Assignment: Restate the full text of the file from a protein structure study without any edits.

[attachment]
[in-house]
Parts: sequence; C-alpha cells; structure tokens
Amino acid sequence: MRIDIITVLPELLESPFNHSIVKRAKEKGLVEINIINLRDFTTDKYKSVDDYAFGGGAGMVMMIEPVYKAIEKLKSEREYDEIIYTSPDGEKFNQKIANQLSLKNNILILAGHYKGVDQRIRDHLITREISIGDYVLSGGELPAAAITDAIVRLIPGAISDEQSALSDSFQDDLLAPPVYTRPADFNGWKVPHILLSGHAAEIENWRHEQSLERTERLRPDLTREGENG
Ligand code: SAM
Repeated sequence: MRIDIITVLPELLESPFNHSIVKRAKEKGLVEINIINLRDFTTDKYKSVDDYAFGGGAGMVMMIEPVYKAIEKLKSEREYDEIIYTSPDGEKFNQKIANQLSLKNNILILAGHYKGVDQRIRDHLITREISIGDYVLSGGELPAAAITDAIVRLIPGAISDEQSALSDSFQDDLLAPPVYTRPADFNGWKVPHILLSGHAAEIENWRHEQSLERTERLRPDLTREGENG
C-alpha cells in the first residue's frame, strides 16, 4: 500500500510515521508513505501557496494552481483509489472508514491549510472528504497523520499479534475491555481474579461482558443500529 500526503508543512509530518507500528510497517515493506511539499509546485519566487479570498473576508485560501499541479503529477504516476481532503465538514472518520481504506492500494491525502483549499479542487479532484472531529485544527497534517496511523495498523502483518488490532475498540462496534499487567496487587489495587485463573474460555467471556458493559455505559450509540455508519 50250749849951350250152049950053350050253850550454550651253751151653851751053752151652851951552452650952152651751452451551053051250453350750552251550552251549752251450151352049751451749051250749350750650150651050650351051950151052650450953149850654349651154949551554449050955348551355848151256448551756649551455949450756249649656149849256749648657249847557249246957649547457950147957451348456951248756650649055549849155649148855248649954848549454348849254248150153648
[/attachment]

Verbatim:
[in-house]
Parts: sequence; C-alpha cells; structure tokens
Amino acid sequence: MRIDIITVLPELLESPFNHSIVKRAKEKGLVEINIINLRDFTTDKYKSVDDYAFGGGAGMVMMIEPVYKAIEKLKSEREYDEIIYTSPDGEKFNQKIANQLSLKNNILILAGHYKGVDQRIRDHLITREISIGDYVLSGGELPAAAITDAIVRLIPGAISDEQSALSDSFQDDLLAPPVYTRPADFNGWKVPHILLSGHAAEIENWRHEQSLERTERLRPDLTREGENG
Ligand code: SAM
Repeated sequence: MRIDIITVLPELLESPFNHSIVKRAKEKGLVEINIINLRDFTTDKYKSVDDYAFGGGAGMVMMIEPVYKAIEKLKSEREYDEIIYTSPDGEKFNQKIANQLSLKNNILILAGHYKGVDQRIRDHLITREISIGDYVLSGGELPAAAITDAIVRLIPGAISDEQSALSDSFQDDLLAPPVYTRPADFNGWKVPHILLSGHAAEIENWRHEQSLERTERLRPDLTREGENG
C-alpha cells in the first residue's frame, strides 16, 4: 500500500510515521508513505501557496494552481483509489472508514491549510472528504497523520499479534475491555481474579461482558443500529 500526503508543512509530518507500528510497517515493506511539499509546485519566487479570498473576508485560501499541479503529477504516476481532503465538514472518520481504506492500494491525502483549499479542487479532484472531529485544527497534517496511523495498523502483518488490532475498540462496534499487567496487587489495587485463573474460555467471556458493559455505559450509540455508519 50250749849951350250152049950053350050253850550454550651253751151653851751053752151652851951552452650952152651751452451551053051250453350750552251550552251549752251450151352049751451749051250749350750650150651050650351051950151052650450953149850654349651154949551554449050955348551355848151256448551756649551455949450756249649656149849256749648657249847557249246957649547457950147957451348456951248756650649055549849155649148855248649954848549454348849254248150153648